On February 1, 2018, Plaintiff filed an original verified complaint in this Court against Dileton, Androussa, and Erikoussa, seeking an order authorizing the maritime attachment of the M/V ERIKOUSSA in accordance with Supplemental Admiralty Rule B.[8] On February 1, 2018, the Court denied Plaintiff's request for attachment, reasoning that Plaintiff did not properly allege a prima facie claim for alter ego liability.[9] On February 2, 2018, Plaintiff filed an original amended verified complaint, which sought the same remedy as its original verified complaint, including allegations that Dileton exercised complete control over Androussa with respect to the transaction at issue.[10] The same day, the Court ordered attachment of the M/V ERIKOUSSA.[11] On April 16, 2018, the Court granted Erikoussa's motion to vacate attachment in part to the extent that the writ of attachment was vacated.[12] On the same day, Erikoussa filed a motion to dismiss with prejudice and cancel the Rule E(5) bond, and Plaintiff filed “Notice of Intent to File an Opposition to Defendant's Motion to Dismiss with Prejudice and Cancel Rule E(5) Bond.”[13] On April 23, 2018, Plaintiff filed the instant “Plaintiff's Motion for a Stay Pending Appeal of the April 16, 2018 Order Granting Defendant's Motion to Vacate.”[14] On April 25, 2018, Erikoussa filed an opposition to Plaintiff's motion.[15]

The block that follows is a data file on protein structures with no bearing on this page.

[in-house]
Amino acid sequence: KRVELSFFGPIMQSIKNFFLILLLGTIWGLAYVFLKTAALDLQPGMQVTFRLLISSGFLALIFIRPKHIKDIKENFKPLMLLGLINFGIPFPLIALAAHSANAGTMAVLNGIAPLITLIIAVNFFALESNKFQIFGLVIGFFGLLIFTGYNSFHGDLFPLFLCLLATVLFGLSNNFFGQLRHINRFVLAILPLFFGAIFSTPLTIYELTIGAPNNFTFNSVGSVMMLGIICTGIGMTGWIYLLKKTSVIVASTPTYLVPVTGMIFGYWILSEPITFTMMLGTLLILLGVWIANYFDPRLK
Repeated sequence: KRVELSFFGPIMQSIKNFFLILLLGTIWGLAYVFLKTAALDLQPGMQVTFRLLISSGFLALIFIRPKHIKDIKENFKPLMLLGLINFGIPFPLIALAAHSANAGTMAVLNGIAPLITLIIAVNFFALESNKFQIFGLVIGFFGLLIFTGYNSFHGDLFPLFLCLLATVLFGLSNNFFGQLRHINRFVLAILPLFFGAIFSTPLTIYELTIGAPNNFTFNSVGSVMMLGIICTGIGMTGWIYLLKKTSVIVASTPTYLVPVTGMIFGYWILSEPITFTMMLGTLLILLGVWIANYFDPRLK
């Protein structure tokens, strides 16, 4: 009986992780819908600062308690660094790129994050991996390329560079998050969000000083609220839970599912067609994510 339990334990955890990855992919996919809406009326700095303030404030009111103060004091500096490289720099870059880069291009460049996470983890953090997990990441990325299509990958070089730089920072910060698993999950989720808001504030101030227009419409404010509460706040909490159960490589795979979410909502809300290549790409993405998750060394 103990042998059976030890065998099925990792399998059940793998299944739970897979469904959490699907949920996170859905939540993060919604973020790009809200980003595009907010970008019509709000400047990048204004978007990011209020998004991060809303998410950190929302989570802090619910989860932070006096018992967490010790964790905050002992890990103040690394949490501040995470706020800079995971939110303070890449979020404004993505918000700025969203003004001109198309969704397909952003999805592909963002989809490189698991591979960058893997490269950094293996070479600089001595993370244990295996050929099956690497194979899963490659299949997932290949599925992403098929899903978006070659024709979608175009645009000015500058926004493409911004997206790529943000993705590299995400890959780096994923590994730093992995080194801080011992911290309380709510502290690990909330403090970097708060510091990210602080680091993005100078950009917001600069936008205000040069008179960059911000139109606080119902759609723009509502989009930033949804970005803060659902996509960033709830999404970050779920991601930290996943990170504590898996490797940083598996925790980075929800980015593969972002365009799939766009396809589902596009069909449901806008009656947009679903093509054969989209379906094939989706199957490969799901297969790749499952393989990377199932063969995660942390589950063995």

II. Parties' Arguments

         A. Plaintiff's Arguments in Support of Motion to Stay